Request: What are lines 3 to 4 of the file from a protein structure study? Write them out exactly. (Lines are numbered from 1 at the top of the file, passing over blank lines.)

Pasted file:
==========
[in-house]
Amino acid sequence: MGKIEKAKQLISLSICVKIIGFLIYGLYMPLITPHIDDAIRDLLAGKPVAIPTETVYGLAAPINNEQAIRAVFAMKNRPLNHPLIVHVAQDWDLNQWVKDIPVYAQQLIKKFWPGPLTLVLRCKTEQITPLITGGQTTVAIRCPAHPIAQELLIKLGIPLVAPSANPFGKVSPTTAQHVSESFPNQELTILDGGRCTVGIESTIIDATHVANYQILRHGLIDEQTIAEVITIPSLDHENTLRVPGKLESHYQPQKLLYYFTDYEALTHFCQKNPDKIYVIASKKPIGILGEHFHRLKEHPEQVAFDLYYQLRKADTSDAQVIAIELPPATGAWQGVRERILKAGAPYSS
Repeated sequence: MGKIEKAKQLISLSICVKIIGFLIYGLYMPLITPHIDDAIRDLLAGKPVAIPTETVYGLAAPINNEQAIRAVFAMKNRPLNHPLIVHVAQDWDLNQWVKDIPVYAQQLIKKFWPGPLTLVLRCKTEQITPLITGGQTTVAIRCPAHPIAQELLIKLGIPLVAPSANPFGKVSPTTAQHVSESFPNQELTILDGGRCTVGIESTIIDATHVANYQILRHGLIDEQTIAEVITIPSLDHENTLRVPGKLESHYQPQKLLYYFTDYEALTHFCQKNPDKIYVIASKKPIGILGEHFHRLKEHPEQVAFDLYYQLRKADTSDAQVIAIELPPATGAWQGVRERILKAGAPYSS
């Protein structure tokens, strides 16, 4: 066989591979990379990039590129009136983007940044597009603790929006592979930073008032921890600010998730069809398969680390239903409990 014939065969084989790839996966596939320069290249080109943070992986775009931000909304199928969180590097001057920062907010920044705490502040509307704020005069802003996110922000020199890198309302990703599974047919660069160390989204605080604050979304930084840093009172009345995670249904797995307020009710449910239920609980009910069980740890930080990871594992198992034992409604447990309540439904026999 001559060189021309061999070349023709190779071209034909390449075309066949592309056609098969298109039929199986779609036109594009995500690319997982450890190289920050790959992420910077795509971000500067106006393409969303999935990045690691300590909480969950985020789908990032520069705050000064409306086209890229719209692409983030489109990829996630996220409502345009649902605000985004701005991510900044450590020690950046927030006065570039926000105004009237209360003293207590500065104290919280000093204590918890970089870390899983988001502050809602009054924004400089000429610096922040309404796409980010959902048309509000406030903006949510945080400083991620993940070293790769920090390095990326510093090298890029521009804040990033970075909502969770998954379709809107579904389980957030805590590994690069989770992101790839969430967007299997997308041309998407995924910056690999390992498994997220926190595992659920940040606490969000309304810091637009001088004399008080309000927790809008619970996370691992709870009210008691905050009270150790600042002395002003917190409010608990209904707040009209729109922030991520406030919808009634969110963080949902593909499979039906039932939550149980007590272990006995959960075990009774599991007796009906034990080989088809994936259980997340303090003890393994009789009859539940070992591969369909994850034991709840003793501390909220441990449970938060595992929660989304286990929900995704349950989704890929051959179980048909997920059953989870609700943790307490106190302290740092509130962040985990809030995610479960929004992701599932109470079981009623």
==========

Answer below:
Repeated sequence: MGKIEKAKQLISLSICVKIIGFLIYGLYMPLITPHIDDAIRDLLAGKPVAIPTETVYGLAAPINNEQAIRAVFAMKNRPLNHPLIVHVAQDWDLNQWVKDIPVYAQQLIKKFWPGPLTLVLRCKTEQITPLITGGQTTVAIRCPAHPIAQELLIKLGIPLVAPSANPFGKVSPTTAQHVSESFPNQELTILDGGRCTVGIESTIIDATHVANYQILRHGLIDEQTIAEVITIPSLDHENTLRVPGKLESHYQPQKLLYYFTDYEALTHFCQKNPDKIYVIASKKPIGILGEHFHRLKEHPEQVAFDLYYQLRKADTSDAQVIAIELPPATGAWQGVRERILKAGAPYSS
């Protein structure tokens, strides 16, 4: 066989591979990379990039590129009136983007940044597009603790929006592979930073008032921890600010998730069809398969680390239903409990 014939065969084989790839996966596939320069290249080109943070992986775009931000909304199928969180590097001057920062907010920044705490502040509307704020005069802003996110922000020199890198309302990703599974047919660069160390989204605080604050979304930084840093009172009345995670249904797995307020009710449910239920609980009910069980740890930080990871594992198992034992409604447990309540439904026999 001559060189021309061999070349023709190779071209034909390449075309066949592309056609098969298109039929199986779609036109594009995500690319997982450890190289920050790959992420910077795509971000500067106006393409969303999935990045690691300590909480969950985020789908990032520069705050000064409306086209890229719209692409983030489109990829996630996220409502345009649902605000985004701005991510900044450590020690950046927030006065570039926000105004009237209360003293207590500065104290919280000093204590918890970089870390899983988001502050809602009054924004400089000429610096922040309404796409980010959902048309509000406030903006949510945080400083991620993940070293790769920090390095990326510093090298890029521009804040990033970075909502969770998954379709809107579904389980957030805590590994690069989770992101790839969430967007299997997308041309998407995924910056690999390992498994997220926190595992659920940040606490969000309304810091637009001088004399008080309000927790809008619970996370691992709870009210008691905050009270150790600042002395002003917190409010608990209904707040009209729109922030991520406030919808009634969110963080949902593909499979039906039932939550149980007590272990006995959960075990009774599991007796009906034990080989088809994936259980997340303090003890393994009789009859539940070992591969369909994850034991709840003793501390909220441990449970938060595992929660989304286990929900995704349950989704890929051959179980048909997920059953989870609700943790307490106190302290740092509130962040985990809030995610479960929004992701599932109470079981009623």